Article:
Scholz fails to pass compulsory vaccination in Germany

While the topic is thorny in Germany where the anti-vaccine movement is strongly mobilized, the German chancellor has been promising for months to endorse the vaccination commitment.

Snub for Olaf Scholz: The German chancellor, already criticized for his lack of charisma, on Thursday 7 April failed to pass a compulsory Covid-19 vaccination bill, which was largely devoid of substance.

A bill to that effect, resulting from a promise from Angela Merkel’s successor, received 296 votes in favor but was rejected by 378 deputies in the Bundestag. Nine members of the lower house of the German parliament abstained from the vote. Health Minister Karl Lauterbach emphasized during the operation that compulsory vaccination was not “abandoned‘for the purpose’To avoid unnecessary casualties in the fall“. However, the political failure is significant for the chancellor, who spoke in the fall of the compulsory vaccination of all adults, and who then promised to “Late February or early March“.

Sudden departure from Brussels

But the new Social Democratic chancellor was unable to bring all three parties into his government coalition, bringing together social democrats, environmentalists and liberals, nor the conservative opposition. In the absence of a clear strategy and a draft publicly formulated by the government, which was content to formally support a proposal from the Social Democratic parliamentary bloc, the draft compulsory vaccination was gradually emptied of part of its content during parliamentary negotiations. before you fail completely. “Rarely do we witness such a political catastrophe‘, under pressure in the editorial of the Sueddeutsche Zeitung.It is not only cowardice, but also a lack of seriousness“, daily regrets, convinced that compulsory vaccination”Unfortunately” it is necessary.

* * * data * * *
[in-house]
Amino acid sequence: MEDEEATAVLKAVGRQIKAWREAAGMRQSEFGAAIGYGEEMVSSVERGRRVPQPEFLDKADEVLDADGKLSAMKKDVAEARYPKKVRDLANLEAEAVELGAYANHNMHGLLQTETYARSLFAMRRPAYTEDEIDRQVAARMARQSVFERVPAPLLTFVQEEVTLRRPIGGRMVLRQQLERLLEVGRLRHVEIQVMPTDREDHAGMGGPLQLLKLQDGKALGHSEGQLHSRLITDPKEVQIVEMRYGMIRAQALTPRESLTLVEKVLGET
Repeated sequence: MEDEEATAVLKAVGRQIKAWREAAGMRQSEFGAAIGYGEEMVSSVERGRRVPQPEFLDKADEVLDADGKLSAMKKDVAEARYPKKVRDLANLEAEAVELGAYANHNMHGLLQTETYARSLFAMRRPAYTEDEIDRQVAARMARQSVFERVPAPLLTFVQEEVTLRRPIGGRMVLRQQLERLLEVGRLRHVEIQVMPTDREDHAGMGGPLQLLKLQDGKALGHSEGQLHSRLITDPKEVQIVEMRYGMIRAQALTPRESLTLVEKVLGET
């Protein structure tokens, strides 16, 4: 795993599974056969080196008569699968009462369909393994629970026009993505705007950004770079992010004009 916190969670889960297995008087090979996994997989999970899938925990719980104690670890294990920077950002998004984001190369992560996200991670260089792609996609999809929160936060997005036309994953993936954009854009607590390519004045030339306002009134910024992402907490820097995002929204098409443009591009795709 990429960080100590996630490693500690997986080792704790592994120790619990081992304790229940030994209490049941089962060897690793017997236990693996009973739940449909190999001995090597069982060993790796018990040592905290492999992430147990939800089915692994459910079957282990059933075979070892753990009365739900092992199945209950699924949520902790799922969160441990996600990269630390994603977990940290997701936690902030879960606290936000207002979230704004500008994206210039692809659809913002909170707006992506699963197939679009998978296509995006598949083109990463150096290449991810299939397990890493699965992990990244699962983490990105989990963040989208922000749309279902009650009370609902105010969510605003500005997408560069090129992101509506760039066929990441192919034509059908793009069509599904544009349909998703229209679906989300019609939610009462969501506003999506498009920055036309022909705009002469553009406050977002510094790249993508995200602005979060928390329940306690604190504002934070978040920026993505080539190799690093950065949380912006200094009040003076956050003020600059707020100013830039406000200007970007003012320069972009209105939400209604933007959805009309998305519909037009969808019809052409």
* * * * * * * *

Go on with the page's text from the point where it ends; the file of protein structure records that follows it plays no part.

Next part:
see also – Covid-19: “The peak of the wave is looming,” says Chancellor Olaf Schultz

The topic is thorny in Germany, where the anti-vaccine movement is mobilizing strongly. The Liberals of the Free Democratic Party in particular, though in government, have been dragging their feet for months on the idea of ​​committing to vaccination. Six out of ten Germans were in favor of it, according to a Civey poll conducted in mid-March. Despite proposing an obligation ultimately reserved for those over sixty only, the government was unable to unite around the draft majority in the Bundestag. This setback will fuel growing criticism in recent months of Olaf Schultz’s discretion and lack of leadership. He even drew mockery on Thursday by forcing the head of diplomacy, Annallina Barbuk, to leave the NATO meeting in Brussels on Ukraine to attend and vote, several media outlets reported.

This sudden departure of the famous environment minister from Brussels was an attack on the conservatives. “The chancellor calls the foreign minister and says No, Ukraine is not important, the most important thing is that the political interests of the parties are taken into accountthis is a completely unreasonable sign, including to the worldThus, the leader of Angela Merkel’s Christian Democratic Union, Paul Zimyak, reported on the website of the daily Welt.


The health situation continues to deteriorate in Germany, which has recorded more than 200,000 new cases of Covid virus every 24 hours in recent days. The seven-day infection rate is over 1,200. About 76% of the population received two doses of the vaccine. Only 58.9% of Germans have received a booster dose against Covid, according to the Robert Koch Institute. Schulz’s government has compounded disappointments in recent days over the pandemic. This is how Health Minister Karl Lauterbach capitulated, Wednesday, in the face of criticism, by lifting the obligation to isolate from May 1 in the event of infection with the Covid-19 virus.

It was a mistake and I am personally responsible for it. It gave the wrong signal“Stimulate this action in the end”reduce the epidemic“The Minister of Health admitted. Minister in the government of Olaf Schultz announced on Monday that the isolation requirement, currently seven days before a negative test, will be lifted, effective May 1. A decision that was taken with representatives of 16 states but was immediately criticized by the opposition and associations.

see also – Covid-19: a German vaccinated 87 times to resell his anti-fax certificates

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